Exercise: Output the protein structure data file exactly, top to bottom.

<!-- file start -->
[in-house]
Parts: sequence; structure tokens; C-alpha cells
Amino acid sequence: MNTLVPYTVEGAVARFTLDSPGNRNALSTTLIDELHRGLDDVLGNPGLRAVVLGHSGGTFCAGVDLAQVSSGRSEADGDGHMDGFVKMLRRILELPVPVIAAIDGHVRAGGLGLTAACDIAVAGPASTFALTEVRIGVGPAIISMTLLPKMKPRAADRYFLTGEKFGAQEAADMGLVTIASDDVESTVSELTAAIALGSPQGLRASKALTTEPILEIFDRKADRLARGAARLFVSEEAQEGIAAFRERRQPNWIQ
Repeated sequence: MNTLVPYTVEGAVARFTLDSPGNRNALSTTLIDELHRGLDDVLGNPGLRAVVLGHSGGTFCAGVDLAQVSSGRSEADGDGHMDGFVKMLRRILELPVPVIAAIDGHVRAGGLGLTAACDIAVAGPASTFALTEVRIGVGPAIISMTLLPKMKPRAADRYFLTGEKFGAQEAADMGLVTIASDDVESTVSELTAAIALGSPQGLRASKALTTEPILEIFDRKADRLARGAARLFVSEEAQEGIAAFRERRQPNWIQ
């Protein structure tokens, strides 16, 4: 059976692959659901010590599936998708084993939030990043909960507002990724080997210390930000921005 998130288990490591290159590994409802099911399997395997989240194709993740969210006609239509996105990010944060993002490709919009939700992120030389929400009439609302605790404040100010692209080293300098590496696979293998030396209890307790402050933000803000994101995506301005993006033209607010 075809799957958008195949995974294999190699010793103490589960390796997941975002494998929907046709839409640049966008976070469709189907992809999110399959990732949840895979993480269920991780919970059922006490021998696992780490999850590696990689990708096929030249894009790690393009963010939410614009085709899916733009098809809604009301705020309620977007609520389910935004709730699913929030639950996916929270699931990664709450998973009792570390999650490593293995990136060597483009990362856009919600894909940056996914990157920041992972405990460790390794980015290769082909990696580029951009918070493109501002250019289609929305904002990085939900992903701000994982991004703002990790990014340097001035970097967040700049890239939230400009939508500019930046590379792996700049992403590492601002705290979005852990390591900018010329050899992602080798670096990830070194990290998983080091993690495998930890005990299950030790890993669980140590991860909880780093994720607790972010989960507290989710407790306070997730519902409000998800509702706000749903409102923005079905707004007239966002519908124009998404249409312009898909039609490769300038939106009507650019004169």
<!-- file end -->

[in-house]
Parts: sequence; structure tokens; C-alpha cells
Amino acid sequence: MNTLVPYTVEGAVARFTLDSPGNRNALSTTLIDELHRGLDDVLGNPGLRAVVLGHSGGTFCAGVDLAQVSSGRSEADGDGHMDGFVKMLRRILELPVPVIAAIDGHVRAGGLGLTAACDIAVAGPASTFALTEVRIGVGPAIISMTLLPKMKPRAADRYFLTGEKFGAQEAADMGLVTIASDDVESTVSELTAAIALGSPQGLRASKALTTEPILEIFDRKADRLARGAARLFVSEEAQEGIAAFRERRQPNWIQ
Repeated sequence: MNTLVPYTVEGAVARFTLDSPGNRNALSTTLIDELHRGLDDVLGNPGLRAVVLGHSGGTFCAGVDLAQVSSGRSEADGDGHMDGFVKMLRRILELPVPVIAAIDGHVRAGGLGLTAACDIAVAGPASTFALTEVRIGVGPAIISMTLLPKMKPRAADRYFLTGEKFGAQEAADMGLVTIASDDVESTVSELTAAIALGSPQGLRASKALTTEPILEIFDRKADRLARGAARLFVSEEAQEGIAAFRERRQPNWIQ
């Protein structure tokens, strides 16, 4: 059976692959659901010590599936998708084993939030990043909960507002990724080997210390930000921005 998130288990490591290159590994409802099911399997395997989240194709993740969210006609239509996105990010944060993002490709919009939700992120030389929400009439609302605790404040100010692209080293300098590496696979293998030396209890307790402050933000803000994101995506301005993006033209607010 075809799957958008195949995974294999190699010793103490589960390796997941975002494998929907046709839409640049966008976070469709189907992809999110399959990732949840895979993480269920991780919970059922006490021998696992780490999850590696990689990708096929030249894009790690393009963010939410614009085709899916733009098809809604009301705020309620977007609520389910935004709730699913929030639950996916929270699931990664709450998973009792570390999650490593293995990136060597483009990362856009919600894909940056996914990157920041992972405990460790390794980015290769082909990696580029951009918070493109501002250019289609929305904002990085939900992903701000994982991004703002990790990014340097001035970097967040700049890239939230400009939508500019930046590379792996700049992403590492601002705290979005852990390591900018010329050899992602080798670096990830070194990290998983080091993690495998930890005990299950030790890993669980140590991860909880780093994720607790972010989960507290989710407790306070997730519902409000998800509702706000749903409102923005079905707004007239966002519908124009998404249409312009898909039609490769300038939106009507650019004169």